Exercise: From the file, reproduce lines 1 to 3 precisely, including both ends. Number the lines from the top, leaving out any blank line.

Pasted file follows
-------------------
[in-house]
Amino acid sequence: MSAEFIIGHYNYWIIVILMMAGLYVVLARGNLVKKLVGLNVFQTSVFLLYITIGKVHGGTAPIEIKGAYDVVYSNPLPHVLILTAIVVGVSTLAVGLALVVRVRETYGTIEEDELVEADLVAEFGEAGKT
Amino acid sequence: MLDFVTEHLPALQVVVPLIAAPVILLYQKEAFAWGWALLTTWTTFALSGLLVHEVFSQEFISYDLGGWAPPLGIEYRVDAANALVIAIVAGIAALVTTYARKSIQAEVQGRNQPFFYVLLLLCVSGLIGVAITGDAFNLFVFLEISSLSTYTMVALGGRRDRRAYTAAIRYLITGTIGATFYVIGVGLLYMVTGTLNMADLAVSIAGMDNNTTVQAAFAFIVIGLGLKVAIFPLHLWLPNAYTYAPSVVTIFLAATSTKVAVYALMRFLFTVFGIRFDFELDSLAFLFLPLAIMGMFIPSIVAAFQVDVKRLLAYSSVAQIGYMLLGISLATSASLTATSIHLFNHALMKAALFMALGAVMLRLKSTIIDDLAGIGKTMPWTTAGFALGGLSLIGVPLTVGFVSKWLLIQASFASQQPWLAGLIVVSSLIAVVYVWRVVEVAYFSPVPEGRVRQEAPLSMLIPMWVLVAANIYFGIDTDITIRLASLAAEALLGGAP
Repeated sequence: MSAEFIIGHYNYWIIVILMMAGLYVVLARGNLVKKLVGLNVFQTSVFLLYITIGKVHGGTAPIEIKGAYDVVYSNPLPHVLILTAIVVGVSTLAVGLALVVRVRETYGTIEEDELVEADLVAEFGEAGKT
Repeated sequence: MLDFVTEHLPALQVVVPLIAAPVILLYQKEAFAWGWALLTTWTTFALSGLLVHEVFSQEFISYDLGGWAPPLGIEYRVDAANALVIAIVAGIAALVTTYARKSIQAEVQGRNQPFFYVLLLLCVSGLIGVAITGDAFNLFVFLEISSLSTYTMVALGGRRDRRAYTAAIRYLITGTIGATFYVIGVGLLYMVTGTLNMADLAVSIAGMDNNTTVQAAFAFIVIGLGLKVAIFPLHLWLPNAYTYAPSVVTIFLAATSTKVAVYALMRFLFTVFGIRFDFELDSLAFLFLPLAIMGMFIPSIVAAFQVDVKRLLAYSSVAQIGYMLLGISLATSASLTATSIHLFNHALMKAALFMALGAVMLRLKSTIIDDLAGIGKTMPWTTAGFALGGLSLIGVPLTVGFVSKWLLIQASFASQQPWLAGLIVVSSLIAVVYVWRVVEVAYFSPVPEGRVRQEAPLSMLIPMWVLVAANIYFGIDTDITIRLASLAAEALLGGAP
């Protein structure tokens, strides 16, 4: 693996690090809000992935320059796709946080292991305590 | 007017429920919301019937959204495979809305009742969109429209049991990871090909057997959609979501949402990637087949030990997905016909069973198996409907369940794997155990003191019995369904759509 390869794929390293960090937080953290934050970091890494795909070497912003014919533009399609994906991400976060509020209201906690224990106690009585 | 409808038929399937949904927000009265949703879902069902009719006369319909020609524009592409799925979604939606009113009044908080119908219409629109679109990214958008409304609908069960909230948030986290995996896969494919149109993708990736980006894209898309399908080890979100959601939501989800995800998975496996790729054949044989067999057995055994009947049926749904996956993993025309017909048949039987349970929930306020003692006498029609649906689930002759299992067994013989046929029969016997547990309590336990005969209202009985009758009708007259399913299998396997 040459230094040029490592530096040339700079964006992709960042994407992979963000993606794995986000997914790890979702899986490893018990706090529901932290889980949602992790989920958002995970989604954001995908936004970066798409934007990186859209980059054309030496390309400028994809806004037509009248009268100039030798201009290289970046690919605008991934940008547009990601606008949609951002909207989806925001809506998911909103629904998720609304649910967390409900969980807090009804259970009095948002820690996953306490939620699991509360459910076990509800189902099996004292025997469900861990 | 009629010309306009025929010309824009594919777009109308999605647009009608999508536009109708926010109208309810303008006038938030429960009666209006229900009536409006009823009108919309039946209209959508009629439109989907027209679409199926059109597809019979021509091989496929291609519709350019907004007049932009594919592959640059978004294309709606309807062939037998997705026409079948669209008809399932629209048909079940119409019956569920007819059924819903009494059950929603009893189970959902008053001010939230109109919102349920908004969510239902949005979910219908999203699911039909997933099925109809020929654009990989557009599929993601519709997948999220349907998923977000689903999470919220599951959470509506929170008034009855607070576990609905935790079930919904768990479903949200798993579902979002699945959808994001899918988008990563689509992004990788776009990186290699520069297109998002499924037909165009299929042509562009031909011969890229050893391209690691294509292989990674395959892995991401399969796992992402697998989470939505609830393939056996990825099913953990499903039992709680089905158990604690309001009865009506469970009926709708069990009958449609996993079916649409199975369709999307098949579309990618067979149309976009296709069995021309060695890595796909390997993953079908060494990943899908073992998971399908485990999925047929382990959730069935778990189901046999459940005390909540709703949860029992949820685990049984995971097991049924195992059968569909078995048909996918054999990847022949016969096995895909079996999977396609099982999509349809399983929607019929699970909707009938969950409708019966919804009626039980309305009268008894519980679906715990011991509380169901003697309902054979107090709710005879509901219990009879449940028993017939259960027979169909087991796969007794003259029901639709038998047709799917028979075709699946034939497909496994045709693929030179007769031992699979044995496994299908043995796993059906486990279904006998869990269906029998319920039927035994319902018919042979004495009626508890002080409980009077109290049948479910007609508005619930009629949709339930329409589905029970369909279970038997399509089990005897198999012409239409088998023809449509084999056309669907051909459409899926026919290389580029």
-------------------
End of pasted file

[in-house]
Amino acid sequence: MSAEFIIGHYNYWIIVILMMAGLYVVLARGNLVKKLVGLNVFQTSVFLLYITIGKVHGGTAPIEIKGAYDVVYSNPLPHVLILTAIVVGVSTLAVGLALVVRVRETYGTIEEDELVEADLVAEFGEAGKT
Amino acid sequence: MLDFVTEHLPALQVVVPLIAAPVILLYQKEAFAWGWALLTTWTTFALSGLLVHEVFSQEFISYDLGGWAPPLGIEYRVDAANALVIAIVAGIAALVTTYARKSIQAEVQGRNQPFFYVLLLLCVSGLIGVAITGDAFNLFVFLEISSLSTYTMVALGGRRDRRAYTAAIRYLITGTIGATFYVIGVGLLYMVTGTLNMADLAVSIAGMDNNTTVQAAFAFIVIGLGLKVAIFPLHLWLPNAYTYAPSVVTIFLAATSTKVAVYALMRFLFTVFGIRFDFELDSLAFLFLPLAIMGMFIPSIVAAFQVDVKRLLAYSSVAQIGYMLLGISLATSASLTATSIHLFNHALMKAALFMALGAVMLRLKSTIIDDLAGIGKTMPWTTAGFALGGLSLIGVPLTVGFVSKWLLIQASFASQQPWLAGLIVVSSLIAVVYVWRVVEVAYFSPVPEGRVRQEAPLSMLIPMWVLVAANIYFGIDTDITIRLASLAAEALLGGAP